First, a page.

2. Organise an author Q&A session

Author Q&As can take place on twitter through a custom #hashtag, on your facebook page and in several other formats. It is important that you clearly advertise date and time for several time zones if you are planning a virtual, live Q&A. You can also organise a Q&A where you ask your readers to submit questions to an email address or on a social media platform. These types of Q&As can last a week or more with you promising to publish answers to the best questions each day of a week or even each week for a month. Finally for face-to-face Q&A meets make sure location and directions are easily accessible on your blog or website, if it is organised for a venue.
This is more relevant for authors who are releasing their second book. It can be hard to pull of pre-release Q&As for a debut novel. If you are releasing your first book you might, however, think about organising a virtual Q&A/fan meet between the three to six months mark after your book release. 

3. Make extras available step-by-step 

Nowadays it is important that your book is backed by an online platform (blog or website) which allows you to give your readers an additional experience beyond the book. In the run up to your book release you can reveal new elements with additional information on your new book on a week-by-week or day-by-day basis. The time cadence is entirely up to you, but it gives your readers something new to discover in fixed intervals while they are waiting for your book to come out.

If you are publishing non-fiction, these installments might be blog entries which expand upon the topic you wrote about. If you are writing fiction,  your website or blog should give your readers access to extras which give additional insights into your story, e.g.: first chapter of Book # 2 in a series, take-outs, bonus scenes or maybe notes on the history of your world if you are in the sci-fi or fantasy genre.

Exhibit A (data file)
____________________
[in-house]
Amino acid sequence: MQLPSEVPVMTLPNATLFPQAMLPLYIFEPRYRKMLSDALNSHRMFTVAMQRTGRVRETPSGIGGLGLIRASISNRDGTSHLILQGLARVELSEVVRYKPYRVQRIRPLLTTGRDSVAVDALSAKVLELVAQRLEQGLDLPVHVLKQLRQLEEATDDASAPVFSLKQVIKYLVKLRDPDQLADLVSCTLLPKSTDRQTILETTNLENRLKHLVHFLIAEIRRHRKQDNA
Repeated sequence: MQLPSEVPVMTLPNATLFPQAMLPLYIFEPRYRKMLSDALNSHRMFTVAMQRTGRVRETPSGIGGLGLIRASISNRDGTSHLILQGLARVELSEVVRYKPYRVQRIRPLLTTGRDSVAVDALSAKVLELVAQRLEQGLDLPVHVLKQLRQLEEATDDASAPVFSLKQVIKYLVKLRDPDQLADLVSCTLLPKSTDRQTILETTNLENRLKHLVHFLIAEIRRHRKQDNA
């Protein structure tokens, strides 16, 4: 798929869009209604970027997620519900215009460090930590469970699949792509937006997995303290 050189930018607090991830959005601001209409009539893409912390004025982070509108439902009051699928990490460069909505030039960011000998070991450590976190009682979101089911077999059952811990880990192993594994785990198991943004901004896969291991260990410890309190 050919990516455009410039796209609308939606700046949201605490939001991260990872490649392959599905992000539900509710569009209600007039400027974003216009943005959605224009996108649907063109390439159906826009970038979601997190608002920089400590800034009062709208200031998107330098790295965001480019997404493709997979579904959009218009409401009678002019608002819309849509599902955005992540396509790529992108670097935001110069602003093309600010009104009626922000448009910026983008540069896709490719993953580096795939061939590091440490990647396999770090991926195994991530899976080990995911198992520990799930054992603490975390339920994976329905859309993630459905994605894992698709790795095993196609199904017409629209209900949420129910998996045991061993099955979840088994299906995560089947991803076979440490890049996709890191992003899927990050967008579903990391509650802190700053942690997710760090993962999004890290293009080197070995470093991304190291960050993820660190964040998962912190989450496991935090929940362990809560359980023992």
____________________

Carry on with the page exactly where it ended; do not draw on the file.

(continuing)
4. Get active on social media and messaging boards

Start to get in on discussions on messaging boards for your genre. This is like research into your own genre and can make you aware of current trends. Participating in messaging boards not only gives you access to potential future readers of your books, but it also gives you insight into what readers of your genre value in the type of books you write.

5. Do a raffle for a number of free copies of your book

You can organise a raffle or quiz with a predetermined number of people having the opportunity to win your book for free for the release date. I would see this as an activity, you could plan for the last month or one which coincides with the pre-order start date of your book, if you have that option.

6. Ask subscription services, genre blogs and book clubs to promote your book

See if writer platforms like Writer's Digest are looking for articles for their newsletter, approach book review blogs or websites in your genre ( with the information on your new book and let book clubs (e.g.: on in your genre in on the upcoming new addition. This is going to be a more time consuming step as it requires research, persistence and patience. However, if you come this far you should already be a pro on tackling tough challenges.

This is actually something that should be kept until shortly after your book release, because if someone comes back on your inquiries they usually want to know where your book is available. If you have the url or information available ahead of time and want to give admins a good lead time, then you might want approach them a week or two before the release date of your book.

7. Create a #hashtag on twitter for your book

The idea of building buzz pre-release is to get your readers talking about your new book as well as making an effort as an author to interact with them. In order to do that you need a platform and even better, if it is one connected to your book universe. One of the simplest ways to do this is by creating a unique #hashtag on twitter and then actively joining into the discussion with fans. 

Another possibility is to open a dedicated facebook page for your book. Similar to the twitter #hashtag, you should here also make sure that you answer inquiries by fans. Most importantly, try as much as possible to give the interactions a personal touch either by pointing out great comments or by answering question by name. Additionally, ask questions yourself or challenge your readers with a poll to keep them engaged.

That's it for today. Of course, this is only the tip of the ice berg in terms of what you can do, but if you tackle these basics you can get off to a great start.

Thanks for giving this a read and I wish you all the best with your next book release. If you have any other great ideas I would love to hear about them in the comments below.